Rosanne Cash Takes On The NRA And Gun Culture

Rosanne Cash performs at The Life & Songs of Kris Kristofferson produced by Blackbird Presents at Bridgestone Arena on March 16, 2016 in Nashville, Tennessee. (Photo by Rick Diamond/Getty Images for Essential Broadcast Media)

Rosanne Cash has spoken out against the National Rifle Association and in favor of gun control in the past, making her case on Twitter and in the pages of The New York Times. Now she's doing it with music.

The song "8 Gods of Harlem," which appears on her latest album, unfolds in Rashoman-like fashion with three different characters observing and reflecting on the aftermath of a deadly street shooting.

"We pray to the God of Gunfire and Regret / We pray to the God of Collateral Children / We pray to them all, the eight Gods of Harlem," Cash sings in the song's soaring chorus, joined by old friends Kris Kristofferson and Elvis Costello.

Cash performs during a benefit concert at City Winery Nashville on March 1, 2017. (Photo by Rick Diamond/Getty Images for Music Health Alliance)

It is arguably Cash's most overtly political song yet. Much of her recent work starting with the 2006 album Black Cadillac reflects on mortality, loss and grief. Her father, Johnny Cash, passed away in 2003, preceded just a few months by her stepmother, June Carter Cash. A month after her father died, Cash's younger stepsister, musician Rosie Nix Adams, died in an accident. And in 2005, Cash's mother, Vivian Liberto, passed away in her longtime home in Ventura.

Cash said she doesn't believe in the idea of "closure" following the death of a loved one. There is just learning to accept and co-exist with the grief, a sentiment reflected in wistful but life-affirming songs like "Everyone But Me," which also appears on the new album.

"Mother and Father, now that you're gone," croons Cash tenderly, "It's not nearly long enough, still it seems too long."

But this musical move into the politically charged debate over gun control should come as no surprise. She is, after all, the eldest daughter of Johnny Cash, who famously wrote and sang, "Don't take your guns to town son, leave your guns at home Bill." And she has given her vocal support for tighter federal gun regulation.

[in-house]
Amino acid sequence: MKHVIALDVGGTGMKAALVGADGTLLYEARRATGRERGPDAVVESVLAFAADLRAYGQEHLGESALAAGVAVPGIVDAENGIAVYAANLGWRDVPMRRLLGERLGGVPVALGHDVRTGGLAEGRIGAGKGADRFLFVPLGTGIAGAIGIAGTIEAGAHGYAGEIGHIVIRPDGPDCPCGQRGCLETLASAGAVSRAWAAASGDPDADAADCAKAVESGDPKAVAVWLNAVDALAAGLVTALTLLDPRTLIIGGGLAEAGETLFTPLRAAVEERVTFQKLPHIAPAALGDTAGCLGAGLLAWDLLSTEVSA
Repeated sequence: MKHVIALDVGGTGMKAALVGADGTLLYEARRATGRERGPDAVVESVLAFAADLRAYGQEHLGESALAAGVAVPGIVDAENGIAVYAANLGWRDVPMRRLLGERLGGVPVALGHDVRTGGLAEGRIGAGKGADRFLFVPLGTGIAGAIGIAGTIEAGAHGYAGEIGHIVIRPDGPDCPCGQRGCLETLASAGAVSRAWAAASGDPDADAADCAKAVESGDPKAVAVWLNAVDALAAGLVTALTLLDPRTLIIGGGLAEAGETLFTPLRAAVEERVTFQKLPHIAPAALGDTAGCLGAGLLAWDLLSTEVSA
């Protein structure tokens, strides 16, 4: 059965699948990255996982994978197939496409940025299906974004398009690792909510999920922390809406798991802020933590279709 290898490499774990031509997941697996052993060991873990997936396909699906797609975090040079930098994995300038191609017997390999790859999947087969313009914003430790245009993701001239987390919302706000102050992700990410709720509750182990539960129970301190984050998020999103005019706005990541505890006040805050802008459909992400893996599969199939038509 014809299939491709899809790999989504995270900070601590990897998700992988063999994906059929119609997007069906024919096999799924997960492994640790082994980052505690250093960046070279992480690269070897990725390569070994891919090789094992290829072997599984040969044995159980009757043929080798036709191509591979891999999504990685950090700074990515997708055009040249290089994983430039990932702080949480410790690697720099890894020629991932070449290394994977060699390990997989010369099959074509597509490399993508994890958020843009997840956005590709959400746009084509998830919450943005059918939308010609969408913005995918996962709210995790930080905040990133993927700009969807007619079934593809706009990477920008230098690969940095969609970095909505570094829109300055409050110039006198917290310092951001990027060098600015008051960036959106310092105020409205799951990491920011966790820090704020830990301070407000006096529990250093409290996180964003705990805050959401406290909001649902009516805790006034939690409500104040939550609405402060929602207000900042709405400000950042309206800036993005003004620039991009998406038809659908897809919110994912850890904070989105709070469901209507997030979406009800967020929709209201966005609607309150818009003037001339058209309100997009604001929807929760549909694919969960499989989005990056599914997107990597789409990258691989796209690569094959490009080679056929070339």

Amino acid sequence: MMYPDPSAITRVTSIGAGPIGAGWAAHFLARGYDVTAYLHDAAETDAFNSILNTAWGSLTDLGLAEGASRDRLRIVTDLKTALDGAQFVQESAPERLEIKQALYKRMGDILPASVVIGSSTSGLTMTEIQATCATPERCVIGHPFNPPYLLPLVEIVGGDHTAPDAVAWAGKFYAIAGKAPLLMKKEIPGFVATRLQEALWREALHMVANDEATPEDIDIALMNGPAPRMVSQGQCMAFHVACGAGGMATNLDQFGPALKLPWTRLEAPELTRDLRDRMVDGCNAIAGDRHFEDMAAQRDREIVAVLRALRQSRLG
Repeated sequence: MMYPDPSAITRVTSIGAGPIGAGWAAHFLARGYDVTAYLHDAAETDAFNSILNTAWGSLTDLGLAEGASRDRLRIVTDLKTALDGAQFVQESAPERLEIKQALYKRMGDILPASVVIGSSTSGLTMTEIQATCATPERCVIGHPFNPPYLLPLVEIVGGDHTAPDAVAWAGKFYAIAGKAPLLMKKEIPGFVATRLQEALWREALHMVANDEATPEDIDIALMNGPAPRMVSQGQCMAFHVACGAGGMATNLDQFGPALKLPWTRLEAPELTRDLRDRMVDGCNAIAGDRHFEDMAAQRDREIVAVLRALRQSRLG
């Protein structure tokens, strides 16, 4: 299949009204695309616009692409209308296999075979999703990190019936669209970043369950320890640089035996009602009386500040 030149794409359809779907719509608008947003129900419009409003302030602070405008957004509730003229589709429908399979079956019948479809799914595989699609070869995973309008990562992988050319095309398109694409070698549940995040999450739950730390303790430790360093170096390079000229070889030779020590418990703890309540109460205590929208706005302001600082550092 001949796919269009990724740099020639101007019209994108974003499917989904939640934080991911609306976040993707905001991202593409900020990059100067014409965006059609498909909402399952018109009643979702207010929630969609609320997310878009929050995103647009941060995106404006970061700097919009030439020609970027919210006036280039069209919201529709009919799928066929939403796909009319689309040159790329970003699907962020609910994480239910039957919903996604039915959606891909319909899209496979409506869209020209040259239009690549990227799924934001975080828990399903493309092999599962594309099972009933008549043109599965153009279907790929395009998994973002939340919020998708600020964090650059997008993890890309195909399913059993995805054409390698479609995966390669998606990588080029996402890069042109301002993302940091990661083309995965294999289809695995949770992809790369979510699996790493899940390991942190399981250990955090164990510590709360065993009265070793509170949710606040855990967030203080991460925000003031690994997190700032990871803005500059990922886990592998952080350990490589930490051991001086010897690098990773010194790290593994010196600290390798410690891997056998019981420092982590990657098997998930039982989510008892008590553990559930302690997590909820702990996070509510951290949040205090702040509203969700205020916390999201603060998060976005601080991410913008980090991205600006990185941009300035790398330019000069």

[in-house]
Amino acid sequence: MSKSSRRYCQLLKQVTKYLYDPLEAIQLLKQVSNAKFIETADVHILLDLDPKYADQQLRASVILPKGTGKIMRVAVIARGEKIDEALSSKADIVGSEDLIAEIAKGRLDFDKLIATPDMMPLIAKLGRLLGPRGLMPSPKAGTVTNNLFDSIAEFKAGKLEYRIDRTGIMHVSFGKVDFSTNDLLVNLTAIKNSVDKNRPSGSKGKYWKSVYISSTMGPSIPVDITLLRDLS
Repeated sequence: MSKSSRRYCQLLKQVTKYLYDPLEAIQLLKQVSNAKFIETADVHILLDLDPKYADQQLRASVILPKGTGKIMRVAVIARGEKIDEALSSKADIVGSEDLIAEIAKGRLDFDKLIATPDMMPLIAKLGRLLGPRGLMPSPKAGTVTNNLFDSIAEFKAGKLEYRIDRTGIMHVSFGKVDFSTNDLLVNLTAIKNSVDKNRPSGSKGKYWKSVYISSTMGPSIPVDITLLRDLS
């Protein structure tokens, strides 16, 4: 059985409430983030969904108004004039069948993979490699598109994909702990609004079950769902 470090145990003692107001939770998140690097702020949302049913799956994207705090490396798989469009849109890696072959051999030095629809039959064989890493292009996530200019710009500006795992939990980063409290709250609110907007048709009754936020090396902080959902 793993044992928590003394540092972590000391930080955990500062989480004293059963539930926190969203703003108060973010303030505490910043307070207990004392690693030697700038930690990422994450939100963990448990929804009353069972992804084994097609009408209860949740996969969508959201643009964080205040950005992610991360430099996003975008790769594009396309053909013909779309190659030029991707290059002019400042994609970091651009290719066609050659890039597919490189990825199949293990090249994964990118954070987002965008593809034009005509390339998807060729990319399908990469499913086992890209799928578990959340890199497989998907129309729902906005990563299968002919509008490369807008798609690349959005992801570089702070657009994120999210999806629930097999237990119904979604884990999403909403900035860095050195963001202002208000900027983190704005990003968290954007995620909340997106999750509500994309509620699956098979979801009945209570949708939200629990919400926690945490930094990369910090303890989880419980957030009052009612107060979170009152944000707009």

"Some people who are not total mainstream country have spoken out, but going public is dangerous," said Cash, sitting on a stool in a studio at Capitol Records in Los Angeles where we met for our interview.

In 2017, after the largest mass shooting in U.S. history in Las Vegas, Cash penned an op-ed calling on country music artists to distance themselves from the NRA.

"I got death threats. Someone went after my daughter," she said.

But Cash will not go silent on the issue. "At this point, I just can't not say it. To me it's immoral not to say it and to speak my conscience. If one child is saved, then it's worth it."

"I got death threats. Someone went after my daughter."

The NRA sponsors a "lifestyle" program called NRA Country, which the organization touts as a "bond between the best and brightest in country music and hard-working Americans." NRA Country also sponsors live concerts and other events aimed at gun-friendly music fans.

"What's particularly insidious is that [the NRA] has woven together this idea of patriotism and gun ownership. I find it incredibly insulting. I consider myself profoundly patriotic and I am all for gun control," said Cash.

It was a more recent mass shooting, however, that hit especially close to home for the 63-year-old singer-songwriter. Cash grew up in the sleepy Ventura County community of Casitas Springs, where her parents relocated in the early 1960s. Last year a man opened fire on a crowd of people at the Borderline Bar & Grill in nearby Thousand Oaks. Thirteen people were killed, including the gunman.

The day after the massacre Cash tweeted in part: "We can't go on like this. I don't want to hear about thoughts and prayers. I want #GunControlNow."

For her new song, Cash found inspiration in something she overheard — or maybe misheard — on a New York City subway platform.

Cash presents the "Johnny Cash Visionary" award to singer Kris Kristofferson at the 2007 CMT Music Awards on April 16, 2007 in Nashville. The two collaborated on her song "8 Gods of Harlem." (Photo by Peter Kramer/Getty Images)

"This Hispanic woman was talking to herself, and I don't speak Spanish but I thought she said 'ocho dios' — eight Gods," said Cash.

"And I kept thinking, 'Why would she say that, what does that mean?' And then I heard about another shooting of a child and I wrote the first verse from the perspective of the mother."

Cash then approached Kristofferson and Costello about helping her finish the song.

"'I have got this one verse,'" Cash said she told them. "'And Kris, would you write in the voice of the father? And Elvis, would you write in the voice of the brother?' And they wrote their verses and we recorded the song in the same day."

The song concludes with these lines followed by the "eight Gods" refrain: "We pray to the God, the last chance is for rage and vengeance / We pray to the God, beat the drum slowly, neatly folded up and hidden Old Glory."

Cash said she wants what she calls reasonable, common sense laws.

"Universal background checks; close the gun show loophole; ban assault weapons, ban military-style weapons being owned by private citizens," she said. "The Second Amendment does not guarantee the right to own an arsenal of weapons of mass destruction. Start there."

Rosanne Cash's latest album is "She Remembers Everything." She performs in select cities across the U.S. through the spring.

Editor's note: A version of this story was also on the radio. Listen to it here on KPCC's The Frame.